The Right to Be Right

The comment was “Anyone who doesn’t think we are living in a police state is deluding themselves.” It was made in response to the video of the public defender who was “arrested for resisting arrest” while trying to protect her clients rights.

I don’t think the person making the comment really meant a police state like the Stasi or Gestapo, it’s just insanely difficult to name the disbelief and outrage at police behavior that seems increasingly arbitrary.

What was especially useful about this incident was that the trumped charge was applied to a small, white female attorney. In a suit. With glasses.

Aside from the fact that the “perpetrator” was instructing her client about their rights and didn’t do anything to warrant arrest, it’s a powerful visual to watch a calm, professional woman trying to talk to police, inside a courthouse, and get immediately handcuffed and shuffled to jail.

What we are seeing, through the grace of smart phone cameras everywhere, is police autonomy taken to extreme. Police officers, good, bad or indifferent, appear to be increasingly operating from the assumption that they have the right to be right.

This means cops expect 100% compliance to requests (orders, commands) of citizens in all situations regardless of the level of danger or provocation. This is a new frontier for a majority of US citizens.

100% Compliance is the idea behind “The Talk” that African-American parents have with their children. The Talk, how to conduct yourself with the police, is a slightly more main stream topic since Trayvon Martin segued into Eric Garner, into John Crawford, into Michael Brown, and then Tamir Rice. And even more recently when Bill DiBlasio’s comments about talking to his bi-racial son about being careful around cops, was taken by NYC police as an insult requiring apology.

The drop of lemonade we can squeeze out of these lemons is that more people can now see what it looks like to have an encounter with cops who have 100% control and authority. And use it. It’s shocking because it’s NOT racial profiling, its police autonomy pushed to the extreme and used to ensure 100% compliance.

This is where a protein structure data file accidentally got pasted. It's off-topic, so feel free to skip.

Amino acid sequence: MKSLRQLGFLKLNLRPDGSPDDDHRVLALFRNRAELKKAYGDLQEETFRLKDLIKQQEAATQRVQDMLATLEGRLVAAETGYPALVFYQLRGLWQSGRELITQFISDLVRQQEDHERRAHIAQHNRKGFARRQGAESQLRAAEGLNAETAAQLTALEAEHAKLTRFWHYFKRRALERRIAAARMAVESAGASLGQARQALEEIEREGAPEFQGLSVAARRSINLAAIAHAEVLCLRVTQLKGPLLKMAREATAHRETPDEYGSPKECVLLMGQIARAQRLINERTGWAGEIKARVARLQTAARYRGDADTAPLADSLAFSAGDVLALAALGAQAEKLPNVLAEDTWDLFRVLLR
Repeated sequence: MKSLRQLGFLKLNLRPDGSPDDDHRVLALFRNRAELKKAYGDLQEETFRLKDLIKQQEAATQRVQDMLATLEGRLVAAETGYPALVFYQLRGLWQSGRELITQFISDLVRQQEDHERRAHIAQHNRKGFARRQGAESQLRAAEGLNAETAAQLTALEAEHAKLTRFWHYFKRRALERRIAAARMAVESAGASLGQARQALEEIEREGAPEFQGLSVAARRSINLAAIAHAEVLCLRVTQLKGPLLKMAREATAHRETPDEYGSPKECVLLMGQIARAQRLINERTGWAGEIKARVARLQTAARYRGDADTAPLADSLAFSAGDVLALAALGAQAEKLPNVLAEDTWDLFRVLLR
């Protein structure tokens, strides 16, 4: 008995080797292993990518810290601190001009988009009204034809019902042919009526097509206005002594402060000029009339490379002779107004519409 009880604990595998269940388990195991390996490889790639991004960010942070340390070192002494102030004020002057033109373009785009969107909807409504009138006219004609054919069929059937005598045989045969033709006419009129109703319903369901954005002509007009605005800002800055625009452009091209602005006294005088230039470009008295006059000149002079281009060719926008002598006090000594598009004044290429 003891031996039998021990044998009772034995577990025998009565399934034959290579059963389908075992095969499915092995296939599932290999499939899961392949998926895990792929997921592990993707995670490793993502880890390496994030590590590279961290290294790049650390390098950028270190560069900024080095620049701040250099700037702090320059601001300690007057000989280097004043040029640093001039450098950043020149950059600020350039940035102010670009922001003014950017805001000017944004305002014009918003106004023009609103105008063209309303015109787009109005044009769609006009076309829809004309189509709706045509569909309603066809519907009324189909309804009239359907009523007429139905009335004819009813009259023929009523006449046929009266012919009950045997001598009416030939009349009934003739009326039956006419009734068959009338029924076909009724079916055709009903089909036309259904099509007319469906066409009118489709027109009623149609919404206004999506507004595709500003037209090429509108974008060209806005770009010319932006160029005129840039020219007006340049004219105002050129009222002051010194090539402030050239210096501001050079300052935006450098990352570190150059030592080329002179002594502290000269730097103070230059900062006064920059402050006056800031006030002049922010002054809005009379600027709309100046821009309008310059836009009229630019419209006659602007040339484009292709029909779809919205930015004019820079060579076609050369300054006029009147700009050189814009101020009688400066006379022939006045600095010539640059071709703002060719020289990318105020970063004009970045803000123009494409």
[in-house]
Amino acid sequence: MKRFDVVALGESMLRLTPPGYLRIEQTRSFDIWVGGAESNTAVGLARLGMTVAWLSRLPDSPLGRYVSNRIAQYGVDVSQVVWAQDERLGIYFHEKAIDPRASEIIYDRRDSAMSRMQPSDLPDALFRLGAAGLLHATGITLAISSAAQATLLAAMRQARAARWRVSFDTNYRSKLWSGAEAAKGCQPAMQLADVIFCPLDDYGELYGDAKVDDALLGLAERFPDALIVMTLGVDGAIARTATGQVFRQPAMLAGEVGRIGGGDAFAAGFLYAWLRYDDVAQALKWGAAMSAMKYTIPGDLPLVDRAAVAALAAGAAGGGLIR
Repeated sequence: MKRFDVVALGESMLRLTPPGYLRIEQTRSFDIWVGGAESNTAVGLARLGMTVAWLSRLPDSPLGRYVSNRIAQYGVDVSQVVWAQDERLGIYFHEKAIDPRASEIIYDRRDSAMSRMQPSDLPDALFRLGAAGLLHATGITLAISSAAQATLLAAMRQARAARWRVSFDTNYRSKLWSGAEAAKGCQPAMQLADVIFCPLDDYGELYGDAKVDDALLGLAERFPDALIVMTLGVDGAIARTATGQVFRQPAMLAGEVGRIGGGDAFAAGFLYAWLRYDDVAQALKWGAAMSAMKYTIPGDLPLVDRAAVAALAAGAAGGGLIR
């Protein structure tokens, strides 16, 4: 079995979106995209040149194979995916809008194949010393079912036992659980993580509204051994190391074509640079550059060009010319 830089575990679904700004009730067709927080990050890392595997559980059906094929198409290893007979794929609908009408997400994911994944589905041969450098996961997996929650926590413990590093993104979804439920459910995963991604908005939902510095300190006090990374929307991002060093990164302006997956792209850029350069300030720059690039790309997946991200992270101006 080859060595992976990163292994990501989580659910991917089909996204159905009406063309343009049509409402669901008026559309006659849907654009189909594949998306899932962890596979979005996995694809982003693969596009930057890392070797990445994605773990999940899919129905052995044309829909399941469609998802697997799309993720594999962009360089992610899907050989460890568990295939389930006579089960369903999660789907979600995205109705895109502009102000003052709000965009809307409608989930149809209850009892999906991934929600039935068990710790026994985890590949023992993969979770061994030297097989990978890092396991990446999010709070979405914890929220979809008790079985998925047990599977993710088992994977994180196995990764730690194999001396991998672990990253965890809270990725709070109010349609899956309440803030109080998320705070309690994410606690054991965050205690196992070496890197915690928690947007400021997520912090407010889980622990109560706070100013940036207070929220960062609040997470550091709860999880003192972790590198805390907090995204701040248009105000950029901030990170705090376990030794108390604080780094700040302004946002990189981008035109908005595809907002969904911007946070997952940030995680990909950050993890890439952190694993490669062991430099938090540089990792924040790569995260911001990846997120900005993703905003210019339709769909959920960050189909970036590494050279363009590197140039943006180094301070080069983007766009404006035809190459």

And the bright, beautiful lemons keep piling up as we see the privileges that once made people feel secure they were an “Us”, and not a “Them”, no longer protect anyone from the expectation of 100% compliance with police orders.

An attorney at a nightclub was arrested for obstructing official business. The “probable cause” was cause she was giving her friends the legal advice that they didn’t have to answer police questions without knowing if they were suspects. She got in the way so they got her out of the way.

It’s so easy for people to find a reason why that black guy deserved/caused/triggered a fearful cop’s over-reach. (No kidding – trolls and cop apologists were blaming Tamir Rice for not putting his hands up in the 1.5 seconds before he was shot.)

It’s harder to explain rights getting tramped on when the people look like nice, upstanding (white) citizens.

Remember Henry Louis Gates getting arrested on his front porch? The cop knew he lived there, he wasn’t arrested for breaking and entering, he was arrested for being “disorderly” and yelling at the officer. Professor Gates was mouthy. His age, his position at Harvard, his intellect and international celebrity did not give him the right to be angry at a police officer. So he went to jail.

Last summer a Cultural Studies professor in Arizona was charged with assault, disorderly conduct and resisting arrest after arguing with a police officer who stopped her for jaywalking. Watching the video you can hear her astonishment at the officers disrespect. Her rational responses, her nice clothes, her position as a professor at the university didn’t give her the right to refuse his orders, or keep her from being thrown to the ground like a criminal.

The examples go on and on. If the police have the absolute right to be right – always defended later as ” appropriate actions, with bounds” – then citizens have no rights.

How do we reclaim our rights to due process, to probable cause, to police as protectors rather than aggressors, if dialogue and de-escalation are off the table?

Profiling and arrogant, unfair treatment of citizens by cops is not just about black and brown people anymore, its all kinda folks. Maybe that will be the wakeup call. The disconnect between the police and citizens will continue to deepen and fester unless we do something about it. Before we end up in that “Police State” folks like to talk about.

9 Tips for Talking to Police Officers:

  1. If you are in a car, keep your hands on the steering wheel at all times.
  2. Do not reach for your wallet, in any bag, backpack or glove box.
  3. Keep your hands out of your pockets.
  4. Be polite (yes sir/no sir) and comply with orders. Do not argue.
  5. Do not struggle, resist or run.
  6. Do not lie.
  7. When possible, ask if you are free to leave.
  8. Be silent.
  9. Remember details, record what happened as soon as you can, and if your rights are violated, call the ACLU.

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